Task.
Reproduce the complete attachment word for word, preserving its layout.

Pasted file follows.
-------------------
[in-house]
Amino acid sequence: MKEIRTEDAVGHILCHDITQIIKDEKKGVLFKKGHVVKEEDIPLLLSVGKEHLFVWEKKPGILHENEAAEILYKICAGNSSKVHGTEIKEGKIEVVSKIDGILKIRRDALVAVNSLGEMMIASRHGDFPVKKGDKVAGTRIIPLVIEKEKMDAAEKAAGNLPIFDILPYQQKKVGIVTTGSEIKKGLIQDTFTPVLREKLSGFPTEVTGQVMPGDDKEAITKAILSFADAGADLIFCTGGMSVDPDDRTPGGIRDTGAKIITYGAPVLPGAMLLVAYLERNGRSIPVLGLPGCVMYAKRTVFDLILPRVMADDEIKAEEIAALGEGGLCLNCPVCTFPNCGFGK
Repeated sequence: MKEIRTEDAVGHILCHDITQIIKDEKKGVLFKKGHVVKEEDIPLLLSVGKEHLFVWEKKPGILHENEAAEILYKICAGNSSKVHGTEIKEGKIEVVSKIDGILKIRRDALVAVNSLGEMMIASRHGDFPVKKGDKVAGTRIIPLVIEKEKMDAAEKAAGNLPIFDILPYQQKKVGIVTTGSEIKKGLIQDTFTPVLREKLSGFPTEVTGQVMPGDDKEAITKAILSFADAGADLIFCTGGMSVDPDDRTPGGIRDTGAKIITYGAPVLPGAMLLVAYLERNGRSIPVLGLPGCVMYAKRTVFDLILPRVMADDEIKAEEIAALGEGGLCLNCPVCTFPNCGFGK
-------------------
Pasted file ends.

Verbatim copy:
[in-house]
Amino acid sequence: MKEIRTEDAVGHILCHDITQIIKDEKKGVLFKKGHVVKEEDIPLLLSVGKEHLFVWEKKPGILHENEAAEILYKICAGNSSKVHGTEIKEGKIEVVSKIDGILKIRRDALVAVNSLGEMMIASRHGDFPVKKGDKVAGTRIIPLVIEKEKMDAAEKAAGNLPIFDILPYQQKKVGIVTTGSEIKKGLIQDTFTPVLREKLSGFPTEVTGQVMPGDDKEAITKAILSFADAGADLIFCTGGMSVDPDDRTPGGIRDTGAKIITYGAPVLPGAMLLVAYLERNGRSIPVLGLPGCVMYAKRTVFDLILPRVMADDEIKAEEIAALGEGGLCLNCPVCTFPNCGFGK
Repeated sequence: MKEIRTEDAVGHILCHDITQIIKDEKKGVLFKKGHVVKEEDIPLLLSVGKEHLFVWEKKPGILHENEAAEILYKICAGNSSKVHGTEIKEGKIEVVSKIDGILKIRRDALVAVNSLGEMMIASRHGDFPVKKGDKVAGTRIIPLVIEKEKMDAAEKAAGNLPIFDILPYQQKKVGIVTTGSEIKKGLIQDTFTPVLREKLSGFPTEVTGQVMPGDDKEAITKAILSFADAGADLIFCTGGMSVDPDDRTPGGIRDTGAKIITYGAPVLPGAMLLVAYLERNGRSIPVLGLPGCVMYAKRTVFDLILPRVMADDEIKAEEIAALGEGGLCLNCPVCTFPNCGFGK